Tesco Ireland chief executive Tony Keohane: now seeing the benefit of price-cutting campaign

The latest grocery market performance figures from Kantar Worldpanel, published for the three months ending 13 June, show some light at the end of the tunnel following the harshest period in the grocery industry for decades.

Over the past year-and-a-half the annual value of the grocery market has fallen dramatically as households cut back on their spending. The average amount we spend on groceries in a year has dropped from €6,139 at the end of 2008 to a current low of €5,559, a level last seen in early 2006.

The bright spot for businesses in the industry is that the rate of decline in shopper spend is slowing, from an annual decline of 7.4% to a quarterly drop of 4.4% and a monthly fall of just 2.8%. This provides evidence that the tight grip on the nation's purse strings is beginning to loosen.

From a segment perspective, the most significant drivers of this slowdown in decline are the food categories. Shoppers are seeking out cheaper options within less essential categories such as alcohol, toiletries and healthcare. These categories often include higher-value purchases and so the consumer can save more by trading down to cheaper alternatives. As a result, a greater proportion of our grocery budget is now allocated to food.

Cooking is one activity that appears to have been boosted by the recession, with home baking being one of only four macro categories to have seen growth over the past year. Rice and noodles, multipack chocolate and canned goods are the other apparently recession-proof categories.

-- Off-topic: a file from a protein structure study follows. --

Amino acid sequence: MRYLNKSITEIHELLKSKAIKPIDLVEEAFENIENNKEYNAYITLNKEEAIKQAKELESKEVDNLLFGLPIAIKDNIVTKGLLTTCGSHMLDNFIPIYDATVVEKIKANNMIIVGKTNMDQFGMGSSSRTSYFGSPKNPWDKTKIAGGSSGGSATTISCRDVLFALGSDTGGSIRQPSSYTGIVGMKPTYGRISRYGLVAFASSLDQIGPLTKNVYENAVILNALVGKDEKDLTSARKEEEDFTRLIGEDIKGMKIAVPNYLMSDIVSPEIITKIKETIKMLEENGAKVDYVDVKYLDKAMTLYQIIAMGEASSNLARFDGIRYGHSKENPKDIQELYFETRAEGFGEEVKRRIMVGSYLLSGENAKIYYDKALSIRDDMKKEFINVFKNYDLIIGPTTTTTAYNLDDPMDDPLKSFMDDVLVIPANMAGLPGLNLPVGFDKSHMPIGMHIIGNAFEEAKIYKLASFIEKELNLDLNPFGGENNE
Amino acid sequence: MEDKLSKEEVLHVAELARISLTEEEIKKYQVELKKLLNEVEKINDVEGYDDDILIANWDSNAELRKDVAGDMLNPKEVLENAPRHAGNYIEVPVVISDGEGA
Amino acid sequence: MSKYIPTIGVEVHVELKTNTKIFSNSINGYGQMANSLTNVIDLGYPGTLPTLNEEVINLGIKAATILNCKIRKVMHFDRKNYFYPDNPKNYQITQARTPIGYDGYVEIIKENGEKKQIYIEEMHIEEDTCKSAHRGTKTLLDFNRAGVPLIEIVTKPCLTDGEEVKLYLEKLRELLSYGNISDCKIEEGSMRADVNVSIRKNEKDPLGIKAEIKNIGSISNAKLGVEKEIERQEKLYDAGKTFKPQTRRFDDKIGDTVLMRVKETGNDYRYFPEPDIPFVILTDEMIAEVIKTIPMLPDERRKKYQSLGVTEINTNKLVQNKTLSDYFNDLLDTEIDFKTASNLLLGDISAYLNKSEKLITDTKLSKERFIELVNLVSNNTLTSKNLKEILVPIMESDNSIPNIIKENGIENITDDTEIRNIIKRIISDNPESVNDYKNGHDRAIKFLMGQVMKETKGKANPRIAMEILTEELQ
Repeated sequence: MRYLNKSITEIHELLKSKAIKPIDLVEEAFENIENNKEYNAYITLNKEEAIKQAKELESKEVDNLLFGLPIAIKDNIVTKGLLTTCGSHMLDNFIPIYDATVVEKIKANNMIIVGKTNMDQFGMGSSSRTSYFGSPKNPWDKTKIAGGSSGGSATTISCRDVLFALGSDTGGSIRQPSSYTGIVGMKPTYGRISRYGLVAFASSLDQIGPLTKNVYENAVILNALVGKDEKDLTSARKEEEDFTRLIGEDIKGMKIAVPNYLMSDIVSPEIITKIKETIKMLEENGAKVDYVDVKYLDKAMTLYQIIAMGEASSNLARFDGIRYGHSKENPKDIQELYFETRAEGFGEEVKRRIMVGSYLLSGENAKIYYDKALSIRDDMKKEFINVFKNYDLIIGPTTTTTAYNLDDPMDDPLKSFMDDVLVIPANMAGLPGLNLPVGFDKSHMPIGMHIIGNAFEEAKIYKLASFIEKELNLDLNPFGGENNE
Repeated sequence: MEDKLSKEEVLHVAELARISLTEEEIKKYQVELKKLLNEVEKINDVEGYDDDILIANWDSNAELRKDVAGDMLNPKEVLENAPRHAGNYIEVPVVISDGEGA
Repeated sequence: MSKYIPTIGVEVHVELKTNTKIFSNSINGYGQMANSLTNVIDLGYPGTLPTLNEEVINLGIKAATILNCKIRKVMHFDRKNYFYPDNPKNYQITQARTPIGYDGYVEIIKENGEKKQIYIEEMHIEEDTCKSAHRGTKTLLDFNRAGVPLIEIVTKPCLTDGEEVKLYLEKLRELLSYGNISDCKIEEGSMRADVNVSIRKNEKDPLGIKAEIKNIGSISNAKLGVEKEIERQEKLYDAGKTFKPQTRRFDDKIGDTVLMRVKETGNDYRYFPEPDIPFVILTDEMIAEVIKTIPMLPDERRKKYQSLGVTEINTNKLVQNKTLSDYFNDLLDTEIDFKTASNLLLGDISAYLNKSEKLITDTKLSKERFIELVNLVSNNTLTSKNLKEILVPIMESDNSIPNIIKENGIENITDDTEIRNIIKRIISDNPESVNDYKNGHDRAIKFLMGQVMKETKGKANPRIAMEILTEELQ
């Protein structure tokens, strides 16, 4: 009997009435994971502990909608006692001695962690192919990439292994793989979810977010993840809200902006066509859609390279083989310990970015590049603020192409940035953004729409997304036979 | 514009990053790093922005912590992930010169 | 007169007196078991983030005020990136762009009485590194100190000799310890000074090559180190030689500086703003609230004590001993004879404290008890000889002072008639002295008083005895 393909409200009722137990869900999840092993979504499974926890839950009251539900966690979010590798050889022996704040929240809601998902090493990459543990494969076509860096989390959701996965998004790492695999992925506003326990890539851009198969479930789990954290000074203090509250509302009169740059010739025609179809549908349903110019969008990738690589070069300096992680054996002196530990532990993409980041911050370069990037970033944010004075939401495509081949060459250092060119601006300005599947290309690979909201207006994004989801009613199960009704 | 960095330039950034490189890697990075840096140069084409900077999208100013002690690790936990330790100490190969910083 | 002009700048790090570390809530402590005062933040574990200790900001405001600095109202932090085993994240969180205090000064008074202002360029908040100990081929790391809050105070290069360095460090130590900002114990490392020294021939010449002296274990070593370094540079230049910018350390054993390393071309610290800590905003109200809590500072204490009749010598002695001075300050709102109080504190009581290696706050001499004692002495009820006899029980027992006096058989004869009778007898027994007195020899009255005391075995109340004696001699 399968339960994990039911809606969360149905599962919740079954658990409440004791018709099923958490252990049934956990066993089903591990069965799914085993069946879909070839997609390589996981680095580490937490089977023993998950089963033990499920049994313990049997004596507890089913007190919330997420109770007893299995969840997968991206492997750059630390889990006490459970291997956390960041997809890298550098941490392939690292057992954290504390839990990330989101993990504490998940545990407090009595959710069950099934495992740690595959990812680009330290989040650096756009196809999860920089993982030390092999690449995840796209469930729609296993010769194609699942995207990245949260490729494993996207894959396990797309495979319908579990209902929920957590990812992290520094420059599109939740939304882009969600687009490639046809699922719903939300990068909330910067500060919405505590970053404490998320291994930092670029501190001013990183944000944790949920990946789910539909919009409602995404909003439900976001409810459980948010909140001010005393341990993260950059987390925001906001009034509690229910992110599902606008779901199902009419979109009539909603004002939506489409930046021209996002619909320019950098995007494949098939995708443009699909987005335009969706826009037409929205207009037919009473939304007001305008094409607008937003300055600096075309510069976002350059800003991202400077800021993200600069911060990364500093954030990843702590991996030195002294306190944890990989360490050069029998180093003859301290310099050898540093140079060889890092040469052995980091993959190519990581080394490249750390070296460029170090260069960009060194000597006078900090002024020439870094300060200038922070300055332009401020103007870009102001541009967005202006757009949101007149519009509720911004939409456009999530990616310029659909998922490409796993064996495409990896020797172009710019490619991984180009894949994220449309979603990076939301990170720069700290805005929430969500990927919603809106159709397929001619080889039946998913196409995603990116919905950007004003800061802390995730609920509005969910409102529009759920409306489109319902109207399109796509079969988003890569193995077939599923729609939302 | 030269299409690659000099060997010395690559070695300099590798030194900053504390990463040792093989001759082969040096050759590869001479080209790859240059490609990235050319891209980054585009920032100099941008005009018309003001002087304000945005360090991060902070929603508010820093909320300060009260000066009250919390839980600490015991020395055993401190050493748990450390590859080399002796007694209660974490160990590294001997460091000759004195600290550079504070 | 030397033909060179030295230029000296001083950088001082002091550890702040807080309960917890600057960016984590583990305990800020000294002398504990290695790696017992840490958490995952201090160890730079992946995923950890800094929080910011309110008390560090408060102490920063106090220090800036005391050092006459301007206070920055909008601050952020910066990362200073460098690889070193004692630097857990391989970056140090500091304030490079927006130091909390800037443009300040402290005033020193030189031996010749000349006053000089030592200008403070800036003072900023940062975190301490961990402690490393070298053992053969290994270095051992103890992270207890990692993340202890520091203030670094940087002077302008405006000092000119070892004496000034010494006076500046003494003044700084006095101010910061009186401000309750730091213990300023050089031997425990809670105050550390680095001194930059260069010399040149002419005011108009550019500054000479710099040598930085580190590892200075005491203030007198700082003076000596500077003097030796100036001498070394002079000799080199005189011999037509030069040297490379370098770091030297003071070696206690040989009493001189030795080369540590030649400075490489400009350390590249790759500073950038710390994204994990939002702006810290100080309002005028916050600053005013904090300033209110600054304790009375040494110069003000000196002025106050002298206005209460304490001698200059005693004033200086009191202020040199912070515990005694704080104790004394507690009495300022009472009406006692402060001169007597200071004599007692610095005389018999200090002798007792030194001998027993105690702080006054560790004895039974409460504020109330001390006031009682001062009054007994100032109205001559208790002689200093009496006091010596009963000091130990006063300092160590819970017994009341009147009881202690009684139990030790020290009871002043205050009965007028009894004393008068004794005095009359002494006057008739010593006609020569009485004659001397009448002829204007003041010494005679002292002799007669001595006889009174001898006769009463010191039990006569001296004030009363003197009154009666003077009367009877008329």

The worst-hit product categories are those which combine higher-value purchases with obvious opportunities to trade down. An example of this is chilled drinks, where consumers have begun to purchase more retailer private-label products, and fresh poultry, where consumers have traded down to cheaper options such as whole chickens ahead of more expensive options such as breast fillets.

From a retailer perspective there is a very clear picture of who has won and who has lost. Lidl, Aldi and Tesco have all managed to gain market share while Superquinn and Dunnes Stores have lost ground. Supervalu has performed well, holding a consistent level of market share.

Looking at Tesco in particular, the onset of the recession had an initial adverse effect. In June 2008 its value share of the grocery market stood at 26.5%. Over the following 12 months Tesco experienced the first decline in sales since entering the Irish market. This led to a fall in market share of one percentage point, with Lidl, Aldi, Dunnes Stores and cross-border shopping all eating into sales.

Tesco's response was to launch a price-cutting campaign with the aim of price reductions of an average of 22% across 12,500 products. This also incorporated the introduction of new ranges and new shop layouts, with all of this implemented from May 2009 onwards. Tesco is now seeing the benefit of these price reductions in a consistent increase in its value market share since the start of 2010. This has peaked at 27.4% in the three months to 13 June, a record share level for Tesco in Ireland.